Care and Sexuality in Disabled/Nondisabled Intimate Relationships
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Series/Report no.:2008 Edward F. Hayes Graduate Research Forum. 22nd
In contemporary feminist research, the applied fields (e.g., rehabilitation and counseling), popular culture and the disability rights movement, “care” in nondisabled/disabled intimate relationships is often represented as a binary between care-givers and care-receivers. In other words, the disabled partner is represented as only a care-receiver and the nondisabled partner as only a care-giver. This dependency dynamic desexualizes nondisabled/disabled relationships and perpetuates stereotypes about disability and what it means to provide care. By turning to self-representations of people in disabled/nondisabled relationships, this project illuminates alternative understandings of care and sexuality. The author combines data from 1) focus groups conducted by the author, 2) disability autobiography, and 3) documentary films for a triangulated research methodology that seeks multiple meanings of care and sexuality in nondisabled/disabled relationships. Contrary to dominant representations of care in disabled/nondisabled relationships, the author finds that the boundary between caregiver and care-receiver is often blurred. That is, the disabled partner gives care and the nondisabled partner receives care and vise versa. The care relationship is characterized by reciprocity for these couples, echoing the philosophy of early feminist care ethicists like Nel Noddings. In addition, physical care is often part of sexual intimacy. Bathing, dressing, feeding and other personal care activities are eroticized, adding to the couples’ overall sexuality. In fact, many couples believe such a heightened level of intimacy makes them closer than couples without physical disability. This finding suggests disabled/nondisabled couples practice a non-normative sexuality that is often overlooked or dismissed. In sum, self-representations contradict the binary and asexual relationship between disabled and nondisabled partners popularized in academic research and mainstream media. Disabled/nondisabled couples emphasize reciprocity, mutuality, and eroticized daily care in their relationships. These findings help correct popular stereotypes and suggest that reciprocal relationships and alternative forms of sexuality should be considered in future research on care and disability.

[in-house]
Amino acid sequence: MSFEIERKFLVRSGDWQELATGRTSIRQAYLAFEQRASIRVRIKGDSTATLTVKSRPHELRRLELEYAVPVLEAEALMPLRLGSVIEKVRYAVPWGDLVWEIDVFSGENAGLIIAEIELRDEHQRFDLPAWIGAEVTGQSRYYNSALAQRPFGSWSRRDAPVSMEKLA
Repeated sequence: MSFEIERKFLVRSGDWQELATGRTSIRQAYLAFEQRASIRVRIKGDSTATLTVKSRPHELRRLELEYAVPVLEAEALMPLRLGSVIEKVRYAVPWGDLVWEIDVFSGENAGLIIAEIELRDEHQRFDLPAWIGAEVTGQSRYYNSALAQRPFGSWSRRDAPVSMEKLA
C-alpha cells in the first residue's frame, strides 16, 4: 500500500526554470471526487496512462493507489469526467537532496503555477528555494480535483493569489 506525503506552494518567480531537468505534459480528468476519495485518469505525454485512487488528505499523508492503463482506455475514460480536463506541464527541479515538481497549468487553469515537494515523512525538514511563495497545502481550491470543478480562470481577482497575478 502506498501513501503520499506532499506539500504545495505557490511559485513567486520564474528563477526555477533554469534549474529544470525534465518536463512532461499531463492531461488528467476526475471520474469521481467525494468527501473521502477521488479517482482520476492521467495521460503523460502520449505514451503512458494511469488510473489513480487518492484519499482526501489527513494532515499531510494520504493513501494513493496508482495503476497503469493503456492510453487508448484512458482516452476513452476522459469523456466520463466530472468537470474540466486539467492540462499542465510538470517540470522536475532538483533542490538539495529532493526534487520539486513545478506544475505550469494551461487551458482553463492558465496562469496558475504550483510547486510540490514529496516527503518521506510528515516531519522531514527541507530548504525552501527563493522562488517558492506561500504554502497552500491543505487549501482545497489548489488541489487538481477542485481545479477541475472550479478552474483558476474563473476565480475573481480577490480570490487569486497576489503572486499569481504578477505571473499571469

Humanities: 2nd Place (The Ohio State University Edward F. Hayes Graduate Research Forum)
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